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Choice Chengyu: Horsing Around

Idioms about one of man’s most loyal companions

Loyal, brave, and heroic, the horse (马 mǎ)  is one of the most beloved animals in China. Though not quite a “national treasure” like the panda, the horse has appeared in ancient literature and poetry perhaps more than any other animal.

The seventh animal of the Chinese zodiac often appears in legends as a heroic partner to its human rider, often saving its master’s life at a critical moment. When a noble or military leader came into possession of a particularly swift steed, it was sometimes taken as a symbol that they were destined for greatness. Many such stories about horse have turned into idioms, which TWOC introduces below:

老马识途 lǎomǎ-shítú

An old horse knows the way

In the Spring and Autumn Period (770 – 476 BCE), Duke Huan of the State of Qi (around present-day Shandong province) led his army in an assault on a rival kingdom far from his own territory. After a long campaign that eventually brough victory to Duke Huan, he and his troops became lost on their march home. At this time, Guan Zhong (管仲), a famous politician and strategist of Qi, came up with a plan: he released some of the older horses and let them walk in front of the troops. Just as he expected, the horses remembered the way, and the army manged to get back home by following them.

This story was recorded in the classic philosophical text Hanfeizi during the Warring States period (475 – 221 BCE) and birthed this chengyu, which refers to a person of vast experience who knows the ropes. For example:

Don’t worry. Old Li is like an old horse that knows the way. He can handle it.

Bié dānxīn, Lǎo Lǐ lǎomǎ-shítú, tā gǎo dé dìng.


马首是瞻  mǎshǒushìzhān

Follow the horse’s head

In the Warring States period, the State of Jin formed an alliance with 11 other kingdoms to attack the State of Qin. General Xun Yan (荀偃), who led the allied forces, issued an order to all the troops saying: “Tomorrow when the battle begins. Everyone should look at the head of my horse, and go wherever I go.” But his subordinates felt that Xun was too high-handed, grumbling among themselves: “Even the king has never given such an order, why should we listen to him?” Late, in the battle they deliberately went in the opposite direction from Xun, causing chaos in the army, and eventually forcing Xun to order all his forces to retreat. Later, this story became the chengyu 马首是瞻, meaning to follow somebody’s lead.

You are the leader of our team, so we will certainly follow your lead.

Nǐ shì wǒmen tuánduì de lǐngdǎo, wǒmen kěndìng huì wéi nǐ mǎshǒushìzhān.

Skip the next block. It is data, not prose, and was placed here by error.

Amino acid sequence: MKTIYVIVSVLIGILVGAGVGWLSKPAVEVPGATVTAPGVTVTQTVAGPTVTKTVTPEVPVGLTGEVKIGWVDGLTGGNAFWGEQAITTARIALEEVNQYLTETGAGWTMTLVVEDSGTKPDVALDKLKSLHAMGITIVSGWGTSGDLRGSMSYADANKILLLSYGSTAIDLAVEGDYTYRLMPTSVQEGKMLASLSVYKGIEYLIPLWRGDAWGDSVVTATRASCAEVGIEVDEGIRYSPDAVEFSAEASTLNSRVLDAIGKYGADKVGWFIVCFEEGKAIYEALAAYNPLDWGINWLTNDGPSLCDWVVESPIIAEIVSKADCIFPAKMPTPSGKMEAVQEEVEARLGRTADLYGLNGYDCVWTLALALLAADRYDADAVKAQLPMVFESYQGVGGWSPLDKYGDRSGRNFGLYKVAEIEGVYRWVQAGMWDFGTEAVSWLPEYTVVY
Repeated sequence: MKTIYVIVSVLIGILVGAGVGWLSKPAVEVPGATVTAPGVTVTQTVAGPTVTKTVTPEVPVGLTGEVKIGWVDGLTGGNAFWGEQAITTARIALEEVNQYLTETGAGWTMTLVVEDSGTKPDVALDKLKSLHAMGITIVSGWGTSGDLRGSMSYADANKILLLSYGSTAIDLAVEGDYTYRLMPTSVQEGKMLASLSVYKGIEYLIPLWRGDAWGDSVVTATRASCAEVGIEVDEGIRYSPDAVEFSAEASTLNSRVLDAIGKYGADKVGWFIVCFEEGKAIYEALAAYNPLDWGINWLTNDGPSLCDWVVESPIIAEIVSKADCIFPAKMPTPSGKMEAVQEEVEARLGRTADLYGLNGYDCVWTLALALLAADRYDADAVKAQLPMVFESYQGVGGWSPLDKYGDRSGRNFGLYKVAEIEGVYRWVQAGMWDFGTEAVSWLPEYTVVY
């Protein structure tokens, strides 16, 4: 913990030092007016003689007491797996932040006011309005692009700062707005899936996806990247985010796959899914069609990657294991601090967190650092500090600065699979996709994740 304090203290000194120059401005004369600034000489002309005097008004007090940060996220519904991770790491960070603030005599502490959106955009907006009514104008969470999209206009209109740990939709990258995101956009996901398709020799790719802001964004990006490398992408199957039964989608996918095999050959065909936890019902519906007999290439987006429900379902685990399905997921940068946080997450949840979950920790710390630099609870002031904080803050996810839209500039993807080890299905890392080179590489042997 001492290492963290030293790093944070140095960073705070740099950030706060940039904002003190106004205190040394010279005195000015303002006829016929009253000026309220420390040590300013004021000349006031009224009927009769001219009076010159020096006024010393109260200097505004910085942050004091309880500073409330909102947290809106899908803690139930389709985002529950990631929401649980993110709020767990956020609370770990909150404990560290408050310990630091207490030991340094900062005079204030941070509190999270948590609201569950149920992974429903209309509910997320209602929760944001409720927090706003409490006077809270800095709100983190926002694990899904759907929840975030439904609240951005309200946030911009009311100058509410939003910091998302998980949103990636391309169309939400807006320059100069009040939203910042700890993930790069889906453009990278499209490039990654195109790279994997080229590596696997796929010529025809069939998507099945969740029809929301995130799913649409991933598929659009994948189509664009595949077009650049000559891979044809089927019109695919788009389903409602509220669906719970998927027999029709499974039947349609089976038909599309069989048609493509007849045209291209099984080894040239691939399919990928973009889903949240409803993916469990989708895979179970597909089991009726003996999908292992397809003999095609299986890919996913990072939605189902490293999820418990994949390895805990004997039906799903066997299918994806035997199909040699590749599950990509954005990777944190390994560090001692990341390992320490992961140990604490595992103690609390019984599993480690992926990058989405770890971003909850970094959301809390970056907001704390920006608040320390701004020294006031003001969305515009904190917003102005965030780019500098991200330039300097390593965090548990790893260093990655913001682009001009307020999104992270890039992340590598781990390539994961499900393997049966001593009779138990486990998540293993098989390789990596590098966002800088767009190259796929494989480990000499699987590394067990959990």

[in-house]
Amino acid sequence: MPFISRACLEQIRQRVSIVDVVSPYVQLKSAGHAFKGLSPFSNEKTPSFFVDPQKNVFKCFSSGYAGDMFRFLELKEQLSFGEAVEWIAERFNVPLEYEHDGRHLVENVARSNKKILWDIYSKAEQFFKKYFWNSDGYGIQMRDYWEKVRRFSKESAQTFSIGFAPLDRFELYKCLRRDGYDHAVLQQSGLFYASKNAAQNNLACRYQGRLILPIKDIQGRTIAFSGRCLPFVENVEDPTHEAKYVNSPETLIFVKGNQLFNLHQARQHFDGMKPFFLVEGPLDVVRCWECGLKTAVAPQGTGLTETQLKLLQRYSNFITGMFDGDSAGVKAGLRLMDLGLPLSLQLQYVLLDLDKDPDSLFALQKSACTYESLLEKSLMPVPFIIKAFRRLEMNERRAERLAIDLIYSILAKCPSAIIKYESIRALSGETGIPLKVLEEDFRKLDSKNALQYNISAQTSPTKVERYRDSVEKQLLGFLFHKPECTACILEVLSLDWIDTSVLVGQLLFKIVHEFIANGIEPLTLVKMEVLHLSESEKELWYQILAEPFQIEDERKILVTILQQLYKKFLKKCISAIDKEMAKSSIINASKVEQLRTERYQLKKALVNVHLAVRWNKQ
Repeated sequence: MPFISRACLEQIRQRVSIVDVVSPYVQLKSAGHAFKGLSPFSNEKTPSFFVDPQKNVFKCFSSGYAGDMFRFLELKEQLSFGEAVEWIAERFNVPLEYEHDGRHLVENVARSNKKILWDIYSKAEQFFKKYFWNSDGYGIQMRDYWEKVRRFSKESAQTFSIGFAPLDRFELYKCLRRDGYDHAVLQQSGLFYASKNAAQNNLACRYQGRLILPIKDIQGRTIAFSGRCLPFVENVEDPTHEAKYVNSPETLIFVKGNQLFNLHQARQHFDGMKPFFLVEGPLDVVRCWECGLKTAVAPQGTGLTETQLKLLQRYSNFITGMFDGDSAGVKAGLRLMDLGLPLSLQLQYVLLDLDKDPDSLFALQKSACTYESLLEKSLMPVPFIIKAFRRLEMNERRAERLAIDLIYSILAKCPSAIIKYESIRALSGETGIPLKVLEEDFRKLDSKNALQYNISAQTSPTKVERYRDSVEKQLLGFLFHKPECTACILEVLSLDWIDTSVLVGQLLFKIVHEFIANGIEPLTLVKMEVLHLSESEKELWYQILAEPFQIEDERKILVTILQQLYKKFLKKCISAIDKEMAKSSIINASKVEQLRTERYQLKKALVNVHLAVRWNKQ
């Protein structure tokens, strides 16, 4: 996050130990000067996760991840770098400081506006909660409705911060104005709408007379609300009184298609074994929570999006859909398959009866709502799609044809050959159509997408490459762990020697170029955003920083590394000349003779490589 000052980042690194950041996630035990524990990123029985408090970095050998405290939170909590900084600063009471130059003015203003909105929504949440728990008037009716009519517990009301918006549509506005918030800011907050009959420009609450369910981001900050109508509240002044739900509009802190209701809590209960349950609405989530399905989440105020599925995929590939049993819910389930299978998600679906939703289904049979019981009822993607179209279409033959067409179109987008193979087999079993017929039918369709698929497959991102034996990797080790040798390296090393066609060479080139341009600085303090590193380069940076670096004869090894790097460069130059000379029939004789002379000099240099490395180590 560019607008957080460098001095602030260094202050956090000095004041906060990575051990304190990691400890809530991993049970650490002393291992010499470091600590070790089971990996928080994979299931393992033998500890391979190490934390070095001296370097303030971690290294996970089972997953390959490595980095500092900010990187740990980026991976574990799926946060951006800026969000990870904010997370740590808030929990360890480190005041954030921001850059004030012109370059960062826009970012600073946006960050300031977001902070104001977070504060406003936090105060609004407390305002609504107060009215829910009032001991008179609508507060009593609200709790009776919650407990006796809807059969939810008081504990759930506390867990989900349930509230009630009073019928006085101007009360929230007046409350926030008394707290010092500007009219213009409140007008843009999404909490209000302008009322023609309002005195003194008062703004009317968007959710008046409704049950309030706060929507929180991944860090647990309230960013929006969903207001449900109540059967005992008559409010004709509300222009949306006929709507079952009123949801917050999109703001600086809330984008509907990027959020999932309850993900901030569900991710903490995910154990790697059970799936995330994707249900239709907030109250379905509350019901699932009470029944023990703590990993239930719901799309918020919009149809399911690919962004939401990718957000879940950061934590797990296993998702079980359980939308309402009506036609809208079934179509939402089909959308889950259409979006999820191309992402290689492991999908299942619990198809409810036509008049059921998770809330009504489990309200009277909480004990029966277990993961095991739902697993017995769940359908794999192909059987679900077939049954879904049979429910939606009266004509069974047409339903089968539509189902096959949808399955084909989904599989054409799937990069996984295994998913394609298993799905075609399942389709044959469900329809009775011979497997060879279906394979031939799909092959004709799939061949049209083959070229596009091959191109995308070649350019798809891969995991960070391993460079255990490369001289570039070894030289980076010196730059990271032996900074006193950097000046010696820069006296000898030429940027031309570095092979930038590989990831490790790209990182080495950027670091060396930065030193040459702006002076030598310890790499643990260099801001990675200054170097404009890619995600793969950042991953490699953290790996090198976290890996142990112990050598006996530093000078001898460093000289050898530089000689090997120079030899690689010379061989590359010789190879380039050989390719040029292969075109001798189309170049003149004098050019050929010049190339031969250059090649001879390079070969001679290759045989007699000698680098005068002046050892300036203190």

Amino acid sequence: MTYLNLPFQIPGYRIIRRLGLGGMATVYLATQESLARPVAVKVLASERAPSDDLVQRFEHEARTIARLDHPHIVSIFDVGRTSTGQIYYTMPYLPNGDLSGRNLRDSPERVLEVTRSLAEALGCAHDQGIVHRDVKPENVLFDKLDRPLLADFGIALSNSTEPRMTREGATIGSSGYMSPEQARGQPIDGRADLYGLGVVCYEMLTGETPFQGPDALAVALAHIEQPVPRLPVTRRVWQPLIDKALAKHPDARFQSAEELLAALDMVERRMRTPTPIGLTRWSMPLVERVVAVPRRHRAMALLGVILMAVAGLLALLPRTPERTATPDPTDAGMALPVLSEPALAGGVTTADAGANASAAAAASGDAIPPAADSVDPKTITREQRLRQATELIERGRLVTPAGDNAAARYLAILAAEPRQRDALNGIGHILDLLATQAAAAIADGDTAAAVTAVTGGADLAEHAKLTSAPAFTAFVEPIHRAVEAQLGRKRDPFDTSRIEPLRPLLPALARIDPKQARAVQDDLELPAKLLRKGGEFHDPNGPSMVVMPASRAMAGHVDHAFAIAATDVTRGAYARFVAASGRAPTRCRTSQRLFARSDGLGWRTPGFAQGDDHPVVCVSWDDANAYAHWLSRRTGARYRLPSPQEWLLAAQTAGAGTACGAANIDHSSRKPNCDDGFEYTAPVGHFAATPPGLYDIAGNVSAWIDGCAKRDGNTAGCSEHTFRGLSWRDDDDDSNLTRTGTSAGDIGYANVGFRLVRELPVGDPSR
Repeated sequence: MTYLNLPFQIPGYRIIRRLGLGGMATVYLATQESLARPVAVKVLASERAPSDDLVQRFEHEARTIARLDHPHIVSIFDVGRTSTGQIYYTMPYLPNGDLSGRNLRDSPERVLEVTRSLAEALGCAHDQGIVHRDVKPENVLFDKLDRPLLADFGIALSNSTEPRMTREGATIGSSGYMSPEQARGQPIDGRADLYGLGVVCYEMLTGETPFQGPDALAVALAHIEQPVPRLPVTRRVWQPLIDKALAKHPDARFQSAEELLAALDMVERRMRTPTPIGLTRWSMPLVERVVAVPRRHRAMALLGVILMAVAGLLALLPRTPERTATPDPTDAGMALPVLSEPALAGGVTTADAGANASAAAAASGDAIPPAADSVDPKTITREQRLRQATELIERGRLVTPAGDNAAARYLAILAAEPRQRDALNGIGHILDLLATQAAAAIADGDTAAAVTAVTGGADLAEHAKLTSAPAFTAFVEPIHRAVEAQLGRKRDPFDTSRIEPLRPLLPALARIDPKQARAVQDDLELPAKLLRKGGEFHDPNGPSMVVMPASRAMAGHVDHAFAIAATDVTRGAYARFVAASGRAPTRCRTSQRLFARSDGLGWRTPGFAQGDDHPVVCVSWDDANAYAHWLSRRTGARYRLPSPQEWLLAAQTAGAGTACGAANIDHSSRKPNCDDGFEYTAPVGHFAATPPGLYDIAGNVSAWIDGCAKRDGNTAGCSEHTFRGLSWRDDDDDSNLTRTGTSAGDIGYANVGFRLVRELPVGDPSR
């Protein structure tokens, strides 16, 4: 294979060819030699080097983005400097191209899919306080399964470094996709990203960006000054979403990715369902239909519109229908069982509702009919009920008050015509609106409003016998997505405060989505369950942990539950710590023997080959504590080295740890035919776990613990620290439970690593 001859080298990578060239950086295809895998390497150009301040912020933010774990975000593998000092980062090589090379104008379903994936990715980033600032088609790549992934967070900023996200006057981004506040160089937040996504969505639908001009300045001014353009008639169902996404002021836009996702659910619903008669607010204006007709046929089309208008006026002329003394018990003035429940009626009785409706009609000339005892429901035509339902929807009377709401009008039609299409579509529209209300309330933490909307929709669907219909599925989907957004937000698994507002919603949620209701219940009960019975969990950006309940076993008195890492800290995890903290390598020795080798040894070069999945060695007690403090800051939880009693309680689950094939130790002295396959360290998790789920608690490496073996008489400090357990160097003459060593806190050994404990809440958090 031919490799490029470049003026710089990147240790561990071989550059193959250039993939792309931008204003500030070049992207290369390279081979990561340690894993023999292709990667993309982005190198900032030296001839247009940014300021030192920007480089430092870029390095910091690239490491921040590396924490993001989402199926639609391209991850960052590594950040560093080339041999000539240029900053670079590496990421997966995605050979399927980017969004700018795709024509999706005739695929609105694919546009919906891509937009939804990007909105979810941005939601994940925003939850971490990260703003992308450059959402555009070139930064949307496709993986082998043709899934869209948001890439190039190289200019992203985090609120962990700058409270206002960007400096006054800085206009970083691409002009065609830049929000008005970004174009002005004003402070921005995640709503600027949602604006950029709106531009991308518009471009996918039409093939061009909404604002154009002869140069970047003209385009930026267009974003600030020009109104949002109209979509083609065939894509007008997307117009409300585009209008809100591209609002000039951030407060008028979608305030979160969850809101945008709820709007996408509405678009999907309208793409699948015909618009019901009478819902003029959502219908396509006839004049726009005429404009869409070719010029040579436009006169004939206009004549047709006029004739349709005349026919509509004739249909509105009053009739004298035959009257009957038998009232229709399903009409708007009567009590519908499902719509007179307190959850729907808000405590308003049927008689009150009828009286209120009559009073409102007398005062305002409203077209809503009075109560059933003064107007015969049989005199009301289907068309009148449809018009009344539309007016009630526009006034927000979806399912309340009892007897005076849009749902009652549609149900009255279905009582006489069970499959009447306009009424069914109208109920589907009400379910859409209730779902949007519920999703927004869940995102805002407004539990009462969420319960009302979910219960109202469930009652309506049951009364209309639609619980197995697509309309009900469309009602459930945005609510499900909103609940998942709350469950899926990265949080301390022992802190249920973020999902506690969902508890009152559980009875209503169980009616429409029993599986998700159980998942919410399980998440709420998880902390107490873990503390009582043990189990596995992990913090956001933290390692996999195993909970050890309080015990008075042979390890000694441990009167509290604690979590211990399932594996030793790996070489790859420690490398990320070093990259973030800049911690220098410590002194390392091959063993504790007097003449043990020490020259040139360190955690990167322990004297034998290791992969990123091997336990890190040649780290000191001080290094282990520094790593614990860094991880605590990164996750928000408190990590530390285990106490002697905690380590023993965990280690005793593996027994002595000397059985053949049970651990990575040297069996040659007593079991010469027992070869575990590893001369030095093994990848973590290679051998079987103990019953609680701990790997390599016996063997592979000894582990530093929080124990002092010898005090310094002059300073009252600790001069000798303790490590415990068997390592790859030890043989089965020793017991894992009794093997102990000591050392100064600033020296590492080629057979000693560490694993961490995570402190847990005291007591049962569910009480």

马革裹尸 mǎgé-guǒshī

Wrap the corpse in horsehide

According to the Book of Later Han, Ma Yuan (马援), a military general of the Eastern Han Dynasty (25 – 220), wanted to volunteer to go to the battlefields at the borders of the empire. But he was already 62 years old then, and one of his advisers was afraid that he was too old to fight. In order to express his determination , Ma said, “A real man should die in action and be buried in a horsehide shroud instead of being attended in bed by sons and daughters till his death.” The adviser was convinced.

Though he died at his post the following year, the idiom 马革裹尸 lived on, and it means to lay down one’s life on the battlefield.

A hero should die in battle and be buried in a horsehide.

Hǎo nán’ér yīnggāi zhànsǐ shāchǎng, mǎgé-guǒshī.


塞翁失马 sàiwēng-shīmǎ

An old frontiersman loses his horse

The Huainanzi, a philosophical anthology believed to have been written pre-139 BCE, records a fable of an old frontiersman and his horse: One day, the old man’s horse escaped. The neighbors thought the horse must have crossed the border into another kingdom where he couldn’t retrieve it, and felt sorry for the old man. But the old man replied: “Who can say that it won’t turn out to be a blessing?” After a few months, his horse returned with another fine horse in tow. Everyone congratulated him, but the old man said: “Perhaps this will soon turn out to be a curse.”

Before long, his son fell from one of the horses and broke his leg. Again, his neighbors were sympathetic, but the old man again replied, “Maybe this time, it will be a blessing.” One year later, a war started. All the young men were called up to the army, and most of them died. But because of his injured leg, the old man’s son stayed home and survived.

This chengyu now refers to a blessing in disguise, and is frequently used to comfort others.

I know you were very upset to miss this opportunity. But it’s perhaps just like an old man losing his horse, it will be a blessing in disguise.

Wǒ zhīdào nǐ cuòshī zhè cì jīhuì hěn nánguò. Dànshì sàiwēng-shīmǎ, yānzhī fēi fú?


Cover image from VCG


author Sun Jiahui (孙佳慧)

Sun Jiahui is a freelance writer and former editor at The World of Chinese. She writes about Chinese language, society and culture, and is especially passionate about sharing stories of China's ancient past with a wider audience. She has been writing for TWOC for over six years, and pens the Choice Chengyu column.

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